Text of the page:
Crash victim sues over lack of road signsComment on this story
The Tshwane Metro Council is facing a R2.5 million damages claim from a Centurion resident who suffered brain damage in a car accident. He claims it was the fault of the council or the Gauteng MEC for public works, roads and transport.
Bryan Bret Schultz said in papers before the Pretoria High Court that on June 11, 2009, he was travelling along the Old Johannesburg Road towards the Panorama Crossing in Rooihuiskraal.
The road “suddenly and without warning” forked. There was no prior warning, so he could not manoeuvre his vehicle along the fork and lost control of it, he said.
Unemployed Schultz said the accident was caused by the fact that there were no warning signs alerting him to the fork and that he had to reduce speed.
He accused either the province or the council of being negligent as they allegedly did not erect warning signs along the road. They had a duty to maintain road signs and see to it that these were clearly visible to road users.
Schultz said one of the parties should have inspected the Old Johannesburg Road to ensure it was safe for road users.
He suffered a traumatic brain injury, fractures to the collarbone and ribs and lacerations in the accident, he said.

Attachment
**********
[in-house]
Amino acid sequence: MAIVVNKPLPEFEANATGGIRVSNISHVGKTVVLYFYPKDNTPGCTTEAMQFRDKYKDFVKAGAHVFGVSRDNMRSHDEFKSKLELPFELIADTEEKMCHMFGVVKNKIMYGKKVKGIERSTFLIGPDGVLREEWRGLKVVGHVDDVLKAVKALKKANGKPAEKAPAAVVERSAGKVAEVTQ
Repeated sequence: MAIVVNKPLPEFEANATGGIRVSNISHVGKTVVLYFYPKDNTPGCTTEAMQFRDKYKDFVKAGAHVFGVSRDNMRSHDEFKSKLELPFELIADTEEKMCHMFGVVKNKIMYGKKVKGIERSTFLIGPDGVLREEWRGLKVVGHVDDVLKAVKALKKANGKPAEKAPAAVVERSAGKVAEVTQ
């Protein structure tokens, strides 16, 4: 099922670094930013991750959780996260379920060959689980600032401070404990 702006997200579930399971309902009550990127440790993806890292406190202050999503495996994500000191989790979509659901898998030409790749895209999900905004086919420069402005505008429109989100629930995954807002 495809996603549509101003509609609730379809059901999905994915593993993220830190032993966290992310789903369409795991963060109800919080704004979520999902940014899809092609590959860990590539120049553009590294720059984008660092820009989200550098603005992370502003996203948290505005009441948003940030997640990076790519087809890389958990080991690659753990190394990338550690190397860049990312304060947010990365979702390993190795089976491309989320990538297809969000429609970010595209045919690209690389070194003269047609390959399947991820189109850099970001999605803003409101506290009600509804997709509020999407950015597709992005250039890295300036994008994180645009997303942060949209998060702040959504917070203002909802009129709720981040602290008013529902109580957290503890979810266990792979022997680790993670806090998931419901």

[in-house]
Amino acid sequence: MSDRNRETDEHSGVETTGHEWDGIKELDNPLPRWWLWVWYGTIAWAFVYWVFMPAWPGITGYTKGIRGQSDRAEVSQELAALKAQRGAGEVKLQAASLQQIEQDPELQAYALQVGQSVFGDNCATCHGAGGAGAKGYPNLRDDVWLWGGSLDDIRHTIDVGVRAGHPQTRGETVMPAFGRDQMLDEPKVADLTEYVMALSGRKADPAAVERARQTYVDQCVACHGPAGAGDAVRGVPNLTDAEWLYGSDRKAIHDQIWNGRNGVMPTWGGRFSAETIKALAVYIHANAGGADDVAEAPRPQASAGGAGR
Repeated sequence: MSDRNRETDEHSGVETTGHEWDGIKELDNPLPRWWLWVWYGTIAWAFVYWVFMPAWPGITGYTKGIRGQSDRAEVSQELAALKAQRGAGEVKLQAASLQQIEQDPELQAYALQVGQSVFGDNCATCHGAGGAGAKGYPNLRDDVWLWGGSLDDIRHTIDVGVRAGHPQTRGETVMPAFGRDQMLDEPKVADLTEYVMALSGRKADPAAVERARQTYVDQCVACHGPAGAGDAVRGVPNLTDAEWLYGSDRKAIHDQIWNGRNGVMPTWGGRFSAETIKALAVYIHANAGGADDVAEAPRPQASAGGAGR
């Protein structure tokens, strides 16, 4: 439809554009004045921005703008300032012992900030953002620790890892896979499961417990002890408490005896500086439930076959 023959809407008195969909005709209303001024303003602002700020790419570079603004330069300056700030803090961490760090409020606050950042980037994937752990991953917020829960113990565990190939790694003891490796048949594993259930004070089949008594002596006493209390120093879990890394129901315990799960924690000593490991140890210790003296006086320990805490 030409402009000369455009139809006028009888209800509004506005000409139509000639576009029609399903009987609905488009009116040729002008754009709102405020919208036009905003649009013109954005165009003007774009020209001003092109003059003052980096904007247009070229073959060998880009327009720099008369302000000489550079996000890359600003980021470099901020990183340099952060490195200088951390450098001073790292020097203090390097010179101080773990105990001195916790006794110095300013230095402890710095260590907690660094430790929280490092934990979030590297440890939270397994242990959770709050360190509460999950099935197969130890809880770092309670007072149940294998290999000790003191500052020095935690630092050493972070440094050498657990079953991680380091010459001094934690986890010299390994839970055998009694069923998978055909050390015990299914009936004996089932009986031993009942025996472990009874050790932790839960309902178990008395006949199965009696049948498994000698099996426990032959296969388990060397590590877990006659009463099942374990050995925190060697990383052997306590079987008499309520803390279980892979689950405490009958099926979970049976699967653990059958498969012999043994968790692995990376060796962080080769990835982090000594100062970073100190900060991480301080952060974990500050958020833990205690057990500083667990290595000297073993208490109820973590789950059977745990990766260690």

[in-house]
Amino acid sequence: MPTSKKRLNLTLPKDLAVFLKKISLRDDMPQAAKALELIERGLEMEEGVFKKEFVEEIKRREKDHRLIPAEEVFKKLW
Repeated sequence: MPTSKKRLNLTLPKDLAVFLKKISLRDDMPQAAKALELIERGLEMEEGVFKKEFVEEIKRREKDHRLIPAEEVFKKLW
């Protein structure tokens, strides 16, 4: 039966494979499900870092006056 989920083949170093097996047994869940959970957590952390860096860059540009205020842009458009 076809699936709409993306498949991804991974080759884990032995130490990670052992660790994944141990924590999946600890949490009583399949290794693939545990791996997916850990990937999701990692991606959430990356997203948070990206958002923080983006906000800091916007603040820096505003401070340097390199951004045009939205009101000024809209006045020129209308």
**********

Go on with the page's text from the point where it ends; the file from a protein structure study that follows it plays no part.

Only the province defended the matter at the time summonses were issued. It said it maintained the road within its budgetary constraints and there was a warning sign about 500m from the island, cautioning motorists to reduce speed.
There was another sign 300m from the island warning of the fork ahead, and two more warning signs closer to the fork. At the fork there were about six clearly visible chevrons indicating the fork ahead and an 84m-long island demarcated by reflective paint and road studs.
The accident was Schultz’s fault as he did not heed the warning signs, it argued.
The court earlier ordered by means of default judgment that the council was negligent and thus liable for the damages, in the light of the council’s not defending the action.
But this week the council asked the court to rescind the order, stating that it wanted to defend the matter.
Judge Natvarial Ranchod was told that “due to a lack of communication between the council and its insurance department… no steps were taken to defend the action”.
The council said it had a good defence as it was not liable to maintain this road.
The court was told that it would be “grossly unfair to punish a department working with public money – potentially to the tune of R2.5 million – due to a bona fide error that occurred in the offices of the attorney representing it”.
Judge Ranchod gave the council the go-ahead to apply to have the default judgment overturned, although the council was outside the time frame to do so.